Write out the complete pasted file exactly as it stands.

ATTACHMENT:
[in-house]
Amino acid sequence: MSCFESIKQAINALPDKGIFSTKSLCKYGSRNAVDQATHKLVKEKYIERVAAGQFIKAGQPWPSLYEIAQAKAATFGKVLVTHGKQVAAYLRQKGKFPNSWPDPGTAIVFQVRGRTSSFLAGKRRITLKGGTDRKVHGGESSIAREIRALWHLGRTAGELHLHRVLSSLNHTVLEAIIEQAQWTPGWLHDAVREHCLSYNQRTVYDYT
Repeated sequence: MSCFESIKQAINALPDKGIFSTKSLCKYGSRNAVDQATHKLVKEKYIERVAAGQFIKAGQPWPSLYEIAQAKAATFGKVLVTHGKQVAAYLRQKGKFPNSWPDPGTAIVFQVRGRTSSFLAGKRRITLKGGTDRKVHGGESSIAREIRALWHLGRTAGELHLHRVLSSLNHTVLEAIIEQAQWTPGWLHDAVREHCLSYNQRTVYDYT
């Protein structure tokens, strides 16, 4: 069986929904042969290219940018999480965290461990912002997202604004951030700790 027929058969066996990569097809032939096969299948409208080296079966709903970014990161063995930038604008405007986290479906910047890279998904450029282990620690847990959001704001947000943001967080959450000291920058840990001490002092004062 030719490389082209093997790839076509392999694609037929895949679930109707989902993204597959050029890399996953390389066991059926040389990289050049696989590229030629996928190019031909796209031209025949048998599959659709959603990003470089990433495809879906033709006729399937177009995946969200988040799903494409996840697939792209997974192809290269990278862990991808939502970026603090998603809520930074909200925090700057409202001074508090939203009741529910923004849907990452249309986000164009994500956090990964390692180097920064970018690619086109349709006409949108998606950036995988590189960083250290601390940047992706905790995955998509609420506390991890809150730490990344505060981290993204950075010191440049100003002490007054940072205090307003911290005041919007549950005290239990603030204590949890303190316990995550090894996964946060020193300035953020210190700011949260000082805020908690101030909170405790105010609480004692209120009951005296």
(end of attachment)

[in-house]
Amino acid sequence: MSCFESIKQAINALPDKGIFSTKSLCKYGSRNAVDQATHKLVKEKYIERVAAGQFIKAGQPWPSLYEIAQAKAATFGKVLVTHGKQVAAYLRQKGKFPNSWPDPGTAIVFQVRGRTSSFLAGKRRITLKGGTDRKVHGGESSIAREIRALWHLGRTAGELHLHRVLSSLNHTVLEAIIEQAQWTPGWLHDAVREHCLSYNQRTVYDYT
Repeated sequence: MSCFESIKQAINALPDKGIFSTKSLCKYGSRNAVDQATHKLVKEKYIERVAAGQFIKAGQPWPSLYEIAQAKAATFGKVLVTHGKQVAAYLRQKGKFPNSWPDPGTAIVFQVRGRTSSFLAGKRRITLKGGTDRKVHGGESSIAREIRALWHLGRTAGELHLHRVLSSLNHTVLEAIIEQAQWTPGWLHDAVREHCLSYNQRTVYDYT
């Protein structure tokens, strides 16, 4: 069986929904042969290219940018999480965290461990912002997202604004951030700790 027929058969066996990569097809032939096969299948409208080296079966709903970014990161063995930038604008405007986290479906910047890279998904450029282990620690847990959001704001947000943001967080959450000291920058840990001490002092004062 030719490389082209093997790839076509392999694609037929895949679930109707989902993204597959050029890399996953390389066991059926040389990289050049696989590229030629996928190019031909796209031209025949048998599959659709959603990003470089990433495809879906033709006729399937177009995946969200988040799903494409996840697939792209997974192809290269990278862990991808939502970026603090998603809520930074909200925090700057409202001074508090939203009741529910923004849907990452249309986000164009994500956090990964390692180097920064970018690619086109349709006409949108998606950036995988590189960083250290601390940047992706905790995955998509609420506390991890809150730490990344505060981290993204950075010191440049100003002490007054940072205090307003911290005041919007549950005290239990603030204590949890303190316990995550090894996964946060020193300035953020210190700011949260000082805020908690101030909170405790105010609480004692209120009951005296």